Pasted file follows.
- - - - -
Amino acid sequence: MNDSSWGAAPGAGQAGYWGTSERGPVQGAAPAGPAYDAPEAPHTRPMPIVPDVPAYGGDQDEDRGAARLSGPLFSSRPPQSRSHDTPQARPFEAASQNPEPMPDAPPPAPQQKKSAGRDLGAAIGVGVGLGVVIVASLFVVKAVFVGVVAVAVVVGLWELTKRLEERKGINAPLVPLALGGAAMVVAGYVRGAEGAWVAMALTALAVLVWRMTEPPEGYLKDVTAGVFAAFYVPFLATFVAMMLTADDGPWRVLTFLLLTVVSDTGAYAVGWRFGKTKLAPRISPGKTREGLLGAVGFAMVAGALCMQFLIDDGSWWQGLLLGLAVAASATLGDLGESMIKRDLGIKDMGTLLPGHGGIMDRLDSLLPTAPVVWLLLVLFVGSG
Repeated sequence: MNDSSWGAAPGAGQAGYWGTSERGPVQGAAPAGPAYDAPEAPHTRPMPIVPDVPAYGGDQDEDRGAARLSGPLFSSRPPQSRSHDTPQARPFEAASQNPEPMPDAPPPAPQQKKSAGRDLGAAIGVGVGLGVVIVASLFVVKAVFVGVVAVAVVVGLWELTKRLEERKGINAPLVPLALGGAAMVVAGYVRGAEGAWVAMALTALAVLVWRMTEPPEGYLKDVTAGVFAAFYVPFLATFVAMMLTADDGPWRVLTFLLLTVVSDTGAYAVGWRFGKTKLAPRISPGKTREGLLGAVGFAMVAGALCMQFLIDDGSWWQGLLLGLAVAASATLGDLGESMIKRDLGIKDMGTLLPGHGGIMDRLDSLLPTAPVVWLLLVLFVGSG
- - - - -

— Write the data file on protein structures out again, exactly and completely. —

Amino acid sequence: MNDSSWGAAPGAGQAGYWGTSERGPVQGAAPAGPAYDAPEAPHTRPMPIVPDVPAYGGDQDEDRGAARLSGPLFSSRPPQSRSHDTPQARPFEAASQNPEPMPDAPPPAPQQKKSAGRDLGAAIGVGVGLGVVIVASLFVVKAVFVGVVAVAVVVGLWELTKRLEERKGINAPLVPLALGGAAMVVAGYVRGAEGAWVAMALTALAVLVWRMTEPPEGYLKDVTAGVFAAFYVPFLATFVAMMLTADDGPWRVLTFLLLTVVSDTGAYAVGWRFGKTKLAPRISPGKTREGLLGAVGFAMVAGALCMQFLIDDGSWWQGLLLGLAVAASATLGDLGESMIKRDLGIKDMGTLLPGHGGIMDRLDSLLPTAPVVWLLLVLFVGSG
Repeated sequence: MNDSSWGAAPGAGQAGYWGTSERGPVQGAAPAGPAYDAPEAPHTRPMPIVPDVPAYGGDQDEDRGAARLSGPLFSSRPPQSRSHDTPQARPFEAASQNPEPMPDAPPPAPQQKKSAGRDLGAAIGVGVGLGVVIVASLFVVKAVFVGVVAVAVVVGLWELTKRLEERKGINAPLVPLALGGAAMVVAGYVRGAEGAWVAMALTALAVLVWRMTEPPEGYLKDVTAGVFAAFYVPFLATFVAMMLTADDGPWRVLTFLLLTVVSDTGAYAVGWRFGKTKLAPRISPGKTREGLLGAVGFAMVAGALCMQFLIDDGSWWQGLLLGLAVAASATLGDLGESMIKRDLGIKDMGTLLPGHGGIMDRLDSLLPTAPVVWLLLVLFVGSG